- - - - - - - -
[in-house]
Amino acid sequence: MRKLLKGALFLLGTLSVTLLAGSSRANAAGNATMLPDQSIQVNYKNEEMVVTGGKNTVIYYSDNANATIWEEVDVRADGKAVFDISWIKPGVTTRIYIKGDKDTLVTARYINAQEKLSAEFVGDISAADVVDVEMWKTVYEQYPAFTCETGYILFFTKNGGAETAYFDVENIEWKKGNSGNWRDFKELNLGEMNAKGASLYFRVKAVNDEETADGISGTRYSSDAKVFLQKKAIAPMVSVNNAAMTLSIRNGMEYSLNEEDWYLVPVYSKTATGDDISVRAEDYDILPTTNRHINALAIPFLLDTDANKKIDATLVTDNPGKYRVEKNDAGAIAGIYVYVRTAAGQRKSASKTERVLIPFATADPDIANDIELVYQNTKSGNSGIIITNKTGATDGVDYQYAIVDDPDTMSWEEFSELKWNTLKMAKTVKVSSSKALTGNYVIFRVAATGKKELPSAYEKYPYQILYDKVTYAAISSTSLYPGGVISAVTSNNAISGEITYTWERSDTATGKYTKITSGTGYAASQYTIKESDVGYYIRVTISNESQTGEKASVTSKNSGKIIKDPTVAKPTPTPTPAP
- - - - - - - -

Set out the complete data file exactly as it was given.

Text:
[in-house]
Amino acid sequence: MRKLLKGALFLLGTLSVTLLAGSSRANAAGNATMLPDQSIQVNYKNEEMVVTGGKNTVIYYSDNANATIWEEVDVRADGKAVFDISWIKPGVTTRIYIKGDKDTLVTARYINAQEKLSAEFVGDISAADVVDVEMWKTVYEQYPAFTCETGYILFFTKNGGAETAYFDVENIEWKKGNSGNWRDFKELNLGEMNAKGASLYFRVKAVNDEETADGISGTRYSSDAKVFLQKKAIAPMVSVNNAAMTLSIRNGMEYSLNEEDWYLVPVYSKTATGDDISVRAEDYDILPTTNRHINALAIPFLLDTDANKKIDATLVTDNPGKYRVEKNDAGAIAGIYVYVRTAAGQRKSASKTERVLIPFATADPDIANDIELVYQNTKSGNSGIIITNKTGATDGVDYQYAIVDDPDTMSWEEFSELKWNTLKMAKTVKVSSSKALTGNYVIFRVAATGKKELPSAYEKYPYQILYDKVTYAAISSTSLYPGGVISAVTSNNAISGEITYTWERSDTATGKYTKITSGTGYAASQYTIKESDVGYYIRVTISNESQTGEKASVTSKNSGKIIKDPTVAKPTPTPTPAP